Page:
First aid can save lives, and knowing what to do can often be the difference between life and death. From the home to the office, having first aid processes in place to deal with any emergencies can potentially have a massive impact on a person’s life and wellbeing.
Whether it’s a grazed knee or something more serious, the right training and equipment could mitigate the impact of an incident.
Here St John Ambulance explains why first aid training is essential to everyone, from parents to employers, and how to access it.
Attend a course to learn the basics
One of the most effective ways of improving first aid knowledge and abilities is to attend a course that can help to provide a firm foundation.
There are a vast range of courses available, ranging from entry level courses for workplace first aid, to baby first aid, to schools and sports first aid. Specialist courses in managing safety, resuscitation, choking prevention training and many more are also available.
Depending on your job and lifestyle, it’s possible to gain certification in a range of disciplines and areas to suit your needs. Courses generally last one day, with costs varying depending on where the course is held and how many people attend.
When attending a course, there are several basic procedures you can learn that can help with the delivery of preliminary treatment.
These include using a defibrillator, delivering resuscitation, putting someone in the recovery position, using your first aid kit, applying a bandage or dressing, treating a sprain and putting an arm in a sling.
As well as treating physical injuries, there are other techniques and approaches that can be learned and delivered to those in need, including dealing with an asthma attack, choking, dehydration, fever, hypothermia, meningitis, nose bleeds and seizures.
In circumstances where someone may be suffering from any of the above, being able to provide an initial degree of care and treatment until medical professionals are able to tend to the individual or individuals can make all the difference, and a course can teach you these basics.
What’s the role of a trained first aider?
It can vary significantly, depending on the severity and location of injuries, number of patients, and where the incident has taken place. In addition to actually delivering treatment, first aiders may also be required to assess a situation, protect themselves and others from any ongoing or imminent danger, prevent infection, assess the casualty, comfort and reassure those involved whether they are patients or not, and arrange for additional help.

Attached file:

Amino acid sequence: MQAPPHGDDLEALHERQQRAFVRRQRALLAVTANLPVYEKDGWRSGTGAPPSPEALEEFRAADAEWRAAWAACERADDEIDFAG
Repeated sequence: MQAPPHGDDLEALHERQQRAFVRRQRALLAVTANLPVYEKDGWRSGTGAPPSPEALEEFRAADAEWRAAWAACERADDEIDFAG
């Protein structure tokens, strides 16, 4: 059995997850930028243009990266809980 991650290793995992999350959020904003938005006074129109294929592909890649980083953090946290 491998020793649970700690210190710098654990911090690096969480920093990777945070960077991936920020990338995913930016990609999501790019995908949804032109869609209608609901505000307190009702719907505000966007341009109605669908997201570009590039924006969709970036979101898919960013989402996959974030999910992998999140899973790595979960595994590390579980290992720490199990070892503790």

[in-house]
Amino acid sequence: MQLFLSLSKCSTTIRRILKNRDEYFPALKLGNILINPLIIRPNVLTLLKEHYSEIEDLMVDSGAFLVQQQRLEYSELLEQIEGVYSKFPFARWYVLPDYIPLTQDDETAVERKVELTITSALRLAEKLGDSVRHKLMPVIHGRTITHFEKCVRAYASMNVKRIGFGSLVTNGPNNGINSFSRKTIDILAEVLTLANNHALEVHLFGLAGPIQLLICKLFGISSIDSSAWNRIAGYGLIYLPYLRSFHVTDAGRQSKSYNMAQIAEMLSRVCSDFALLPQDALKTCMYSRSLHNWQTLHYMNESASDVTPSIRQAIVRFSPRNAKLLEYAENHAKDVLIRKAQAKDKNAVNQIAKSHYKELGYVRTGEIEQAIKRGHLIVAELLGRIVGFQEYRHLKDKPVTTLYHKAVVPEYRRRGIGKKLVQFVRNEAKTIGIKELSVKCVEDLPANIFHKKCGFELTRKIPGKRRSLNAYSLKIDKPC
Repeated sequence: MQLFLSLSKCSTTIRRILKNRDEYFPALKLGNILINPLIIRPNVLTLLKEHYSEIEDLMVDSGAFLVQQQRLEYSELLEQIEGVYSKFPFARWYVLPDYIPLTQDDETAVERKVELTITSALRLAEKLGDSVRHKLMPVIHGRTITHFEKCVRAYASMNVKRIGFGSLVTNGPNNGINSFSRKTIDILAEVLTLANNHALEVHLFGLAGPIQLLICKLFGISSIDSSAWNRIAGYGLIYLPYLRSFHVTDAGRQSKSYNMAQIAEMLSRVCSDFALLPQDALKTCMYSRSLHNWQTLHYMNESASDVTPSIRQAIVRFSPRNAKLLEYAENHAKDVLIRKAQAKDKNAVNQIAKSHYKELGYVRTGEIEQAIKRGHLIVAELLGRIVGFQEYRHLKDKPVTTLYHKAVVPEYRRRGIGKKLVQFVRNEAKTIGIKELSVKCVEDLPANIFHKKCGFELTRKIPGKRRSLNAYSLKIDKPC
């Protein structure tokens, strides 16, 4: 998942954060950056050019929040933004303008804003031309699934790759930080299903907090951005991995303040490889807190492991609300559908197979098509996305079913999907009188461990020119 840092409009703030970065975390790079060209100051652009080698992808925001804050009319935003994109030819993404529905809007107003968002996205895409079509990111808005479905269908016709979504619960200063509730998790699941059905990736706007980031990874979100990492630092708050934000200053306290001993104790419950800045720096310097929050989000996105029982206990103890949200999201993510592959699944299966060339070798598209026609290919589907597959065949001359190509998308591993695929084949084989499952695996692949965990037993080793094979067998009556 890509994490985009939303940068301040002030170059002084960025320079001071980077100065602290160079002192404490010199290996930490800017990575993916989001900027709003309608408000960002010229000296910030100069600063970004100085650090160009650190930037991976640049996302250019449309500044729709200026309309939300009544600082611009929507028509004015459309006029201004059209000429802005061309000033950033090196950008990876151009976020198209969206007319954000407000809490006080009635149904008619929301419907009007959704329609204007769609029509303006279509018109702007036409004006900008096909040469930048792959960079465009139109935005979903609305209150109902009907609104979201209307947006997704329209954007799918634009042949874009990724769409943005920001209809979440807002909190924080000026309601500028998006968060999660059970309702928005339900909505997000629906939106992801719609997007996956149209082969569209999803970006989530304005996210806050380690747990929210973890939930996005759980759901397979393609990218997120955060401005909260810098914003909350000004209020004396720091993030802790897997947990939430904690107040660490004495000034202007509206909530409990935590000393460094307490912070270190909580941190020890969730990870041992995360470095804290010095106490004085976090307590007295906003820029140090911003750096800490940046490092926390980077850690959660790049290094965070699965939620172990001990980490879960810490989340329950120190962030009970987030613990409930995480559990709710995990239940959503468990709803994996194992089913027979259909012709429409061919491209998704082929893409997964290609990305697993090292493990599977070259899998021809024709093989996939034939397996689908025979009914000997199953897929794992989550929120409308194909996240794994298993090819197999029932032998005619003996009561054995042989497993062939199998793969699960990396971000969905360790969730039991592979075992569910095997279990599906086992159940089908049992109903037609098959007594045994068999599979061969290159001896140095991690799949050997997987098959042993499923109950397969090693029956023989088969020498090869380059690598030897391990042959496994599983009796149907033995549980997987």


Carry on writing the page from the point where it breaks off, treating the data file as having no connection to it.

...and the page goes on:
One of the most important aspects of first aid is the primary survey, which is a fast, safe and effective way of assessing the situation, casualties and injuries. Following the ‘DR. ABC’ approach, this involves checking for Danger, gauging their Response, looking at their Airway, monitoring their Breathing, and assessing their Circulation.
Following the primary survey and confirmation that any potentially life-threatening conditions have been dealt with, the secondary survey can then take place. This involves questioning the casualty on the events leading up to their illness or injury and the incident itself, and carrying out a head-to-toe examination to determine if there are any ongoing or additional issues.
In many instances, further medical assistance may be required, either in the form of an ambulance, a trip to the hospital or a doctors’ appointment, but the need for these trips, the severity of the condition and the chances of preventing any worsening of the injury or illness can all be improved if the right first aid processes or equipment are in place.
How you can help
One of the ways both individuals and employers can help to safeguard themselves, their family and their employees from harm and be prepared to deal with potential injuries or medical issues, is to ensure that a first aid kit is always close by for use when necessary.
A workplace first aid kit should be kept in a visible location and include several items that can help to dress wounds or attend to injuries, including large and small dressings, triangular and conforming bandages, sterile wipes, safety pins, clear and washproof plasters, eye pads, rubber gloves, revive aids, foil blankets, scissors and safety pins.
First aid kits in the home or at sports and leisure venues should include similar items and an assortment of other equipment, such as hand sanitisers, burn shields, instant ice packs, microporous tape, dressing strips, face shields and instruction booklets.
Although these contents are not exclusive, they can provide a useful selection of helpful materials to assist in dealing with problems at an early stage.
St John Ambulance is one of the UK’s leading first aid charities, with more than 400,000 people attending its training programmes every year to learn how to save lives. For more information on its range of courses, health and safety equipment and first aid advice, visit www.sja.org.uk/.
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